The Guardian ran this on 11 January 2001, picking up a piece I'd published in Central Europe Review. At issue was how most of the Western media were getting a story very wrong: simply seeing what they wanted to see.
On 12 December 2000, the Council for Czech Television, the oversight board of governors for Czech public service Television, recalled Executive Director Dušan Chmelícek. Eight days later, on 20 December, Jirí Hodac, formerly head of news at Czech TV and a man with 11 years experience working for the BBC's Czech Service, was chosen to replace him.
It was a hasty move, and many were shocked that the Council had not asked potential candidates to submit project proposals and had not gone through a rigorous selection process. The Council took just eight days to perform its most important function: choosing the head of the most important media outlet in the country.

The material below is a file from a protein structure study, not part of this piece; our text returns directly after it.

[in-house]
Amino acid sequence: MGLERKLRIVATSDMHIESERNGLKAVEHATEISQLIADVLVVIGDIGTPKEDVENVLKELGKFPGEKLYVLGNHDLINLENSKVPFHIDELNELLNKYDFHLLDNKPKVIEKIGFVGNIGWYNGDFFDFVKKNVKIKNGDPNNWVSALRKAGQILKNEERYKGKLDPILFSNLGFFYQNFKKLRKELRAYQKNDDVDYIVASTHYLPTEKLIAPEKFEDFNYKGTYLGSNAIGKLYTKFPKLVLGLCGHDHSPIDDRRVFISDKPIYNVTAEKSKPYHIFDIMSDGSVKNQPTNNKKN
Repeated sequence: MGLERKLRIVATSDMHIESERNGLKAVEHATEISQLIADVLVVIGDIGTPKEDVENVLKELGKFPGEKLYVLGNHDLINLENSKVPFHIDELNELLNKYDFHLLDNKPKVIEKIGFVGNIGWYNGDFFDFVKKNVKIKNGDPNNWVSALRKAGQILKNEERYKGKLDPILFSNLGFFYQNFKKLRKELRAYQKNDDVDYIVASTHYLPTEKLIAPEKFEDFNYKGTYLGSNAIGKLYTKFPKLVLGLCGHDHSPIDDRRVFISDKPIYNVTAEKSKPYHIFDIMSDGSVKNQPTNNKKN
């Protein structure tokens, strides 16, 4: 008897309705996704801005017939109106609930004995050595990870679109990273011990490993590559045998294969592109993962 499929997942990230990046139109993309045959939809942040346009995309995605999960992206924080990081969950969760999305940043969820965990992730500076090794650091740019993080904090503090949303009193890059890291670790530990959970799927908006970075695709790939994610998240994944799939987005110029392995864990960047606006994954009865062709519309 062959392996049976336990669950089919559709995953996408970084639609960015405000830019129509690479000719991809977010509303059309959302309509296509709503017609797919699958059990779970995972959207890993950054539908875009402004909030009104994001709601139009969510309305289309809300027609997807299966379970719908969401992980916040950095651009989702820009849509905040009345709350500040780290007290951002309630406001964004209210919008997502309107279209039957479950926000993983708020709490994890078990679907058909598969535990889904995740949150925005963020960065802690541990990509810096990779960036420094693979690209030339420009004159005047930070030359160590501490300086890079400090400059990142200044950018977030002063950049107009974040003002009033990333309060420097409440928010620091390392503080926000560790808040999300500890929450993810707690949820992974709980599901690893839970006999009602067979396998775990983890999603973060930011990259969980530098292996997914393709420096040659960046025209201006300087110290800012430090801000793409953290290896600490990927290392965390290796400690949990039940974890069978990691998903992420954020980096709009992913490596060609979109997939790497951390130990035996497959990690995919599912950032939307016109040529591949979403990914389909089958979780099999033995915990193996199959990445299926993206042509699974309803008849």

They had their reasons, of course, but those reasons seem bitterly ironic now. Their intent had been to avoid the outside political pressure that they felt would mount upon them with each passing day a decision was not made. Make a quick decision just before the holiday, and hope the political parties don't notice.
To say it backfired would be the understatement of the year; the snap decision triggered a labour dispute that quickly boiled over into a national political crisis. So much for the holidays.